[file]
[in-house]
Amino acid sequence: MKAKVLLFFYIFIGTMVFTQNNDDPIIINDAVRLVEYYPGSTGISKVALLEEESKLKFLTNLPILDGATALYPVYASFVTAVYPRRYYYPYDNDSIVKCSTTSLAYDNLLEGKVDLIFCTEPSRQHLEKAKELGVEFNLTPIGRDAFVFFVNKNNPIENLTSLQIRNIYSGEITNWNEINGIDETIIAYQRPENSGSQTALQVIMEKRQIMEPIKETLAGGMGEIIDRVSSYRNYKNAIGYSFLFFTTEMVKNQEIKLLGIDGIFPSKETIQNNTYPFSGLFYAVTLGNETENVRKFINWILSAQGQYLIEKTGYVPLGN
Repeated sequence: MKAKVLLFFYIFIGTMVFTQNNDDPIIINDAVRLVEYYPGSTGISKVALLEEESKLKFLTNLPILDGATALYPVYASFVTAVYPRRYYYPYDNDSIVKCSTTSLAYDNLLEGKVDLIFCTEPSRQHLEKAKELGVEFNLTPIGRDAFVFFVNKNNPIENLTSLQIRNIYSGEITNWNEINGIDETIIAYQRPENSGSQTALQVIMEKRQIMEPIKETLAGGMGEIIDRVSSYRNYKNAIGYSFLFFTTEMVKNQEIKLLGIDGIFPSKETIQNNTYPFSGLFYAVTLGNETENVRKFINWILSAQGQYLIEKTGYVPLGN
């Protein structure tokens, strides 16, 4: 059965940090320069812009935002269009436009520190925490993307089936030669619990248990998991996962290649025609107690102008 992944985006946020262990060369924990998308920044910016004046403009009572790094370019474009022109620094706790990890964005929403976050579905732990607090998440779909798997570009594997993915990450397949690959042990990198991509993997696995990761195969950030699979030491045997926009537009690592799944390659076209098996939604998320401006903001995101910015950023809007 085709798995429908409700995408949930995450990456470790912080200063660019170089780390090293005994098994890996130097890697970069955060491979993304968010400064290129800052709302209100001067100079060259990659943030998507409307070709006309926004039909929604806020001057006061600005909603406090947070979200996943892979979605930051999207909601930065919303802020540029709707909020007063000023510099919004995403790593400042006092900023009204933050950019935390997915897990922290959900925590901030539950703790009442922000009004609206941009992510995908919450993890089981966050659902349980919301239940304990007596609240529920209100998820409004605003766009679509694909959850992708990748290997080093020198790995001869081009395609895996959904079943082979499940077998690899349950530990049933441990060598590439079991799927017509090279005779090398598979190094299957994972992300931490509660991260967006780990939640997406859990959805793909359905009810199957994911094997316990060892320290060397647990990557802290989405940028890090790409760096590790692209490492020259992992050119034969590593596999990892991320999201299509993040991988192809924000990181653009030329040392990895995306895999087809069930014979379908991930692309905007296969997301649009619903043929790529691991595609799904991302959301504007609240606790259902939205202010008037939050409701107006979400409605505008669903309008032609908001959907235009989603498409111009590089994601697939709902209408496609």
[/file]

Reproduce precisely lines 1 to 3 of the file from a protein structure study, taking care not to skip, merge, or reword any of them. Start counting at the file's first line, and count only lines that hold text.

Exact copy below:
[in-house]
Amino acid sequence: MKAKVLLFFYIFIGTMVFTQNNDDPIIINDAVRLVEYYPGSTGISKVALLEEESKLKFLTNLPILDGATALYPVYASFVTAVYPRRYYYPYDNDSIVKCSTTSLAYDNLLEGKVDLIFCTEPSRQHLEKAKELGVEFNLTPIGRDAFVFFVNKNNPIENLTSLQIRNIYSGEITNWNEINGIDETIIAYQRPENSGSQTALQVIMEKRQIMEPIKETLAGGMGEIIDRVSSYRNYKNAIGYSFLFFTTEMVKNQEIKLLGIDGIFPSKETIQNNTYPFSGLFYAVTLGNETENVRKFINWILSAQGQYLIEKTGYVPLGN
Repeated sequence: MKAKVLLFFYIFIGTMVFTQNNDDPIIINDAVRLVEYYPGSTGISKVALLEEESKLKFLTNLPILDGATALYPVYASFVTAVYPRRYYYPYDNDSIVKCSTTSLAYDNLLEGKVDLIFCTEPSRQHLEKAKELGVEFNLTPIGRDAFVFFVNKNNPIENLTSLQIRNIYSGEITNWNEINGIDETIIAYQRPENSGSQTALQVIMEKRQIMEPIKETLAGGMGEIIDRVSSYRNYKNAIGYSFLFFTTEMVKNQEIKLLGIDGIFPSKETIQNNTYPFSGLFYAVTLGNETENVRKFINWILSAQGQYLIEKTGYVPLGN